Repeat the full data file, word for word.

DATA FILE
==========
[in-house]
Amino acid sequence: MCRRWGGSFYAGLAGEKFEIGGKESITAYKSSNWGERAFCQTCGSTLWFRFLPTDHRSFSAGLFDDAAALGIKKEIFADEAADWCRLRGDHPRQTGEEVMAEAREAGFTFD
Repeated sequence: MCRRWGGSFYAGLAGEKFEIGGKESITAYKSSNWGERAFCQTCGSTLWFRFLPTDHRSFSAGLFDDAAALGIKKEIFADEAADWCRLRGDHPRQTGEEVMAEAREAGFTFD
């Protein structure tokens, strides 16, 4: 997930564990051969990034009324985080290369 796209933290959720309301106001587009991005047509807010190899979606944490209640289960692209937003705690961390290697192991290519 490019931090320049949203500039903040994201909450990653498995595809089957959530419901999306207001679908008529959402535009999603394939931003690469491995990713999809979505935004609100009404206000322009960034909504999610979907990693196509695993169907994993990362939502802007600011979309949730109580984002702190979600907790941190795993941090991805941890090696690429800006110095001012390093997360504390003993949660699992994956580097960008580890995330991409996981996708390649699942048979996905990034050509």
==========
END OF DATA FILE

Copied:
[in-house]
Amino acid sequence: MCRRWGGSFYAGLAGEKFEIGGKESITAYKSSNWGERAFCQTCGSTLWFRFLPTDHRSFSAGLFDDAAALGIKKEIFADEAADWCRLRGDHPRQTGEEVMAEAREAGFTFD
Repeated sequence: MCRRWGGSFYAGLAGEKFEIGGKESITAYKSSNWGERAFCQTCGSTLWFRFLPTDHRSFSAGLFDDAAALGIKKEIFADEAADWCRLRGDHPRQTGEEVMAEAREAGFTFD
């Protein structure tokens, strides 16, 4: 997930564990051969990034009324985080290369 796209933290959720309301106001587009991005047509807010190899979606944490209640289960692209937003705690961390290697192991290519 490019931090320049949203500039903040994201909450990653498995595809089957959530419901999306207001679908008529959402535009999603394939931003690469491995990713999809979505935004609100009404206000322009960034909504999610979907990693196509695993169907994993990362939502802007600011979309949730109580984002702190979600907790941190795993941090991805941890090696690429800006110095001012390093997360504390003993949660699992994956580097960008580890995330991409996981996708390649699942048979996905990034050509």